Friday, 20 May 2011

3G Dongles, USB and PPP fun

Techie post this time (e.g. Pauline you can stop reading about now...)

As some of you know the new FireBrick FB2700 has a USB port to allow a 3G dongle to be attached. Thanks to a lot of work by Cliff on the USB library we now have something working. The latest alpha should connect, but the code needs a lot of polish. No there is no status page or command yet, etc. If you want to try, just add to the config. Actually, is likely to be more helpful.

The fun bit is finding out how they work, and this is where, from a technical point of view, you probably need to start with a good head of hair...

We have only tried two so far (ZTE and Huawei).

The first thing that strikes you is that they need a mode switch to work. What this means is that they start life as a USB mass storage device and not as a modem or such. Why? Well, the best guess is windows. By appearing to be a mass storage device then windows will look for and offer to install any drivers for you. If they started off as a modem then windows would either ask for drivers or install its own drivers which then need un-installing. So it has to pretend not to be a modem at all. Great! But then the mode switch itself does not use the standard USB alternative configuration system at all, no. It uses a specific message - in this case one uses an Eject command as if it was a CD and another users a message allowing a Wakeup request from the dongle. Neither is intuitive. Thankfully we can just send both.

It then reconnects and appears as mass storage still, and, well, not a modem in fact. USB allows it to be a communications device but it claims to be a vendor specific device instead - hmmm. Thankfully it is pretty clear it has a serial type interface we can talk to at this stage...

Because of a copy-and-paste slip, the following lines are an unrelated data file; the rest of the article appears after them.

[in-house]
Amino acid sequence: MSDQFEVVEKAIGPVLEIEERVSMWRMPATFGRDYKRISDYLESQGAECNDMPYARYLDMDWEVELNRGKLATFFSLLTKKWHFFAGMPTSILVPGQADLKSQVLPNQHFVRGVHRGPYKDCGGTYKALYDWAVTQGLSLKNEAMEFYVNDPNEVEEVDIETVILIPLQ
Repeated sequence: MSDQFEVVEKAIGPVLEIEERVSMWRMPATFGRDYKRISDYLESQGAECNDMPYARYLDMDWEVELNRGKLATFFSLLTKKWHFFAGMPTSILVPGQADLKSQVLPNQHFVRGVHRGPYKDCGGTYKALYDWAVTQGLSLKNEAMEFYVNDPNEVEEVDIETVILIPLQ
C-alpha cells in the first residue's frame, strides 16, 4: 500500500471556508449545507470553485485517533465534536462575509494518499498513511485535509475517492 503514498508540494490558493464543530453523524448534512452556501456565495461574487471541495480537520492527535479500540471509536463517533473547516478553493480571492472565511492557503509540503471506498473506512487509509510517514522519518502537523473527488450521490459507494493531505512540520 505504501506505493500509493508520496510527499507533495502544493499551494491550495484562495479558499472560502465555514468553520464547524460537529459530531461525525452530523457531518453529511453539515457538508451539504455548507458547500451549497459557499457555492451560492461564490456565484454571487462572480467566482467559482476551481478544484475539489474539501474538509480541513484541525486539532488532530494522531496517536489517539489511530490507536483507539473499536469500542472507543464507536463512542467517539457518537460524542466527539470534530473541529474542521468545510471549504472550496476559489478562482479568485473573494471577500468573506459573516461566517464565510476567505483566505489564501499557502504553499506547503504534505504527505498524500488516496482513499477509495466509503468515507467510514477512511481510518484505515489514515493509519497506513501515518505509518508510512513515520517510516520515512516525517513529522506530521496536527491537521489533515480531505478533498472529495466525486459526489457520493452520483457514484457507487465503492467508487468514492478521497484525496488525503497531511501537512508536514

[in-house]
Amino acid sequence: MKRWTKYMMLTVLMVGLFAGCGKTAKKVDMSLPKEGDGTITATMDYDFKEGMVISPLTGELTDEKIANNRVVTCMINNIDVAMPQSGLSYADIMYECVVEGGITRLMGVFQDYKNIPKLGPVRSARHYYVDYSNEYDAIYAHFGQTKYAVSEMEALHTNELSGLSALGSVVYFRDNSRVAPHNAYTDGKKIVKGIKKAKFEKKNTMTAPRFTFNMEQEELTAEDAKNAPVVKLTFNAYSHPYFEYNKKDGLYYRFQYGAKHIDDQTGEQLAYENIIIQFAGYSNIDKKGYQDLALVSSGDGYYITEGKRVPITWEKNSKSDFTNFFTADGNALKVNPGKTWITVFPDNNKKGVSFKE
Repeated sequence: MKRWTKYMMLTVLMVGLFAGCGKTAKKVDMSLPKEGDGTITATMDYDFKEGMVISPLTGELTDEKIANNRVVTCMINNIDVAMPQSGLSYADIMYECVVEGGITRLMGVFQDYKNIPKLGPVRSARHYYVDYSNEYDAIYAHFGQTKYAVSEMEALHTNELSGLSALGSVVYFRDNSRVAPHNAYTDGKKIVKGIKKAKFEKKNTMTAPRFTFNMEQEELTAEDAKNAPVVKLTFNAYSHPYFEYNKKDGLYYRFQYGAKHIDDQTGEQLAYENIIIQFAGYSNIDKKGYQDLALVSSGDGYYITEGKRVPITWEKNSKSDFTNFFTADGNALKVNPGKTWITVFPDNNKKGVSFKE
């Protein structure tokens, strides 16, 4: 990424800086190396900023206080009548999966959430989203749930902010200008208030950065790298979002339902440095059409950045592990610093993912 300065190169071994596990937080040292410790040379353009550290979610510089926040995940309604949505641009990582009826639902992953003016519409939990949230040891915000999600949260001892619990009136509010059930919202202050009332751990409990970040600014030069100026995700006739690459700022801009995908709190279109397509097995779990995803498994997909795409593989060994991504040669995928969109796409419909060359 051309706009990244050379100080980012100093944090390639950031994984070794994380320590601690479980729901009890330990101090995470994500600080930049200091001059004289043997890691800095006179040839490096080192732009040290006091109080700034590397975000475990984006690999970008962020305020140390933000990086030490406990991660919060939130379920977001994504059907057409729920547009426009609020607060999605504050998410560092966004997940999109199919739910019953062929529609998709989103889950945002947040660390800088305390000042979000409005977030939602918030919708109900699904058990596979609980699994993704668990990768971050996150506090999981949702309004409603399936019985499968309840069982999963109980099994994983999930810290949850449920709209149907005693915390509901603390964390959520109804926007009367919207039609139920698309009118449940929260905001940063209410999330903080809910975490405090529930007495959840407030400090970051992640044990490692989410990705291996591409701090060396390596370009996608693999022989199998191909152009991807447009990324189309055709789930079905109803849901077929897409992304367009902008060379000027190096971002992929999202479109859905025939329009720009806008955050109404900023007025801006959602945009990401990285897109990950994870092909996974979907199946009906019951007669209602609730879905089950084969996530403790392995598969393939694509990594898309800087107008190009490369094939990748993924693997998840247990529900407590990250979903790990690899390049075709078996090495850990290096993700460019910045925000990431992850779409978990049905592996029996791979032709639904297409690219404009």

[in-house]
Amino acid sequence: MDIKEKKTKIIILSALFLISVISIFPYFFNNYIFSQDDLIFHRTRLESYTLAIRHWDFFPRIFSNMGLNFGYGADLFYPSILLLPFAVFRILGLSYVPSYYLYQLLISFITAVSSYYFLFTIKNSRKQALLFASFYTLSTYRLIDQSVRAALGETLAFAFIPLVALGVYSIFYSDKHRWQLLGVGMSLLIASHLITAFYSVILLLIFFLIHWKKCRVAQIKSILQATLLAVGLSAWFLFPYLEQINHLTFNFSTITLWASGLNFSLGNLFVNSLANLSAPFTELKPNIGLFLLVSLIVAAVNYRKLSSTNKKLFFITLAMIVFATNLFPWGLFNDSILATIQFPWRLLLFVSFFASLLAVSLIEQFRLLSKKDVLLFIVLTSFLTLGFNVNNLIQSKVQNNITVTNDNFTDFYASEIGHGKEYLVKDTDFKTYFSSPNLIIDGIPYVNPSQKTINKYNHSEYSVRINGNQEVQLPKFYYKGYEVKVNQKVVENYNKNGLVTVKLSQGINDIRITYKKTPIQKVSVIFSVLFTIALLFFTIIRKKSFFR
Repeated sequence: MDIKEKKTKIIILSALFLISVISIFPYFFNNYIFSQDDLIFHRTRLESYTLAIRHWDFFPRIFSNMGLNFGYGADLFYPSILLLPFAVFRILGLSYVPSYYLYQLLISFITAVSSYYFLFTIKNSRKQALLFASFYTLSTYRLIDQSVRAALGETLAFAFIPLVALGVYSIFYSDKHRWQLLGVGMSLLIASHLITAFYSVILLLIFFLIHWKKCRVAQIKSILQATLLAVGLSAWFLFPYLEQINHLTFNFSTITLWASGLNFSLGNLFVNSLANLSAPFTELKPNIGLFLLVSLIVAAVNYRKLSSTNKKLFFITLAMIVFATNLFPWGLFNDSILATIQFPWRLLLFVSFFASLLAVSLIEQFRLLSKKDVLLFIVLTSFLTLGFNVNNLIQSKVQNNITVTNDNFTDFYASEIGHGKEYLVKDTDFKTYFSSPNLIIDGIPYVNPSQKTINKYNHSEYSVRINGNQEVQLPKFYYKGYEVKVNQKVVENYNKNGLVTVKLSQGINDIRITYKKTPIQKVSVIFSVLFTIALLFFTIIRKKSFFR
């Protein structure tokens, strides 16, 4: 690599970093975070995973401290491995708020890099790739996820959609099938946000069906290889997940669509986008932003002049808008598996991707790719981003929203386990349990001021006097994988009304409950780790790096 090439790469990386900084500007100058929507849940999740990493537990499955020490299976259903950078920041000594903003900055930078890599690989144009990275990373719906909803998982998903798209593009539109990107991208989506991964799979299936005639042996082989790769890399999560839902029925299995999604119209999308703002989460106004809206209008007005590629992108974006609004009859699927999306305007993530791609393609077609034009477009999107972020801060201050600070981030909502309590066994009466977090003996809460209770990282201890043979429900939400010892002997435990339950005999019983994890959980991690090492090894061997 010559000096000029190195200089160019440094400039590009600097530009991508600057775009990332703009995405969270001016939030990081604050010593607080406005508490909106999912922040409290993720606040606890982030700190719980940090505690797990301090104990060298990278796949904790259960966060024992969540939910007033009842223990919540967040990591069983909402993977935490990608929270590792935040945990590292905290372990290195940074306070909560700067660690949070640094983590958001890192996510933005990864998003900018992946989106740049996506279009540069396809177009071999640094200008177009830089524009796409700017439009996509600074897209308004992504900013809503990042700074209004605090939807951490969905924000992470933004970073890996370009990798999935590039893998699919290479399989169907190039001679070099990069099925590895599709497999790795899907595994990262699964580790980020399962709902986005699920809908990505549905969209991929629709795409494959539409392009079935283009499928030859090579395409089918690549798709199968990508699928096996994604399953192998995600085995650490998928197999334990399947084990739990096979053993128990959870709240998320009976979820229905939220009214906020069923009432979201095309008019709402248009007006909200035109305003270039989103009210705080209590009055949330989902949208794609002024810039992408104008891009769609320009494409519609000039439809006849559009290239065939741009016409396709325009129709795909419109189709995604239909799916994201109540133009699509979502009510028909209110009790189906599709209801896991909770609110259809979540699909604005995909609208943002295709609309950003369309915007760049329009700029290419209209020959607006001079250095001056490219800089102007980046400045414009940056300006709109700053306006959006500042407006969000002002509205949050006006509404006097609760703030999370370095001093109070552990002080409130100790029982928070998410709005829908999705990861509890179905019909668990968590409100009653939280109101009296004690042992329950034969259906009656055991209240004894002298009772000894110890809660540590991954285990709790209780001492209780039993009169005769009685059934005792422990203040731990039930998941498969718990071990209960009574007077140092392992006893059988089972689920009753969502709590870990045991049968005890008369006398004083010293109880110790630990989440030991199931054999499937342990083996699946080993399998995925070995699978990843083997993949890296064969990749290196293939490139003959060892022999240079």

So, we are talking to a device that apparently has to understand packets on the air, but we are talking to it as if it were an old fashioned serially connected modem. Yes, that means old Hayes modem style AT commands.

Once we get that sorted, we finally CONNECT, and get PPP in HDLC style async serial framing. Why??? The HDLC style framing was designed for slow serial modems that may confuse XON and XOFF with data, and so on, and needs escaping. It even has a 16 bit CRC which is generated by the dongle or host and sent to the other - it gets no further, and is being sent over a short reliable USB link and protocol. What is more of a surprise is that the dongle bothers to check the CRC even, and ignore you if not valid.

OK, but even with this tedious escaping and CRC, we can finally talk PPP. Woohoo... Except...

You are talking to the dongle, not the network, it seems. Most, if not all, of the PPP negotiation stage is local. And the dongle is actually extra special with its use of PPP...

1. It does not actually offer up any IP for the remote end. This is odd, most systems expect that. In fact it sends an IPCP conf Req that is totally empty!!!

2. It initially refuses to negotiate the local IP at all, and says DNS is and It also insists that WINS servers are and even if you did not ask for them, so you have to ask for DNS and WINS.

3. It keeps NAKing even though what it NAKs is what you asked for, and not ACKing, until (presumably) it managed to get through to the far end...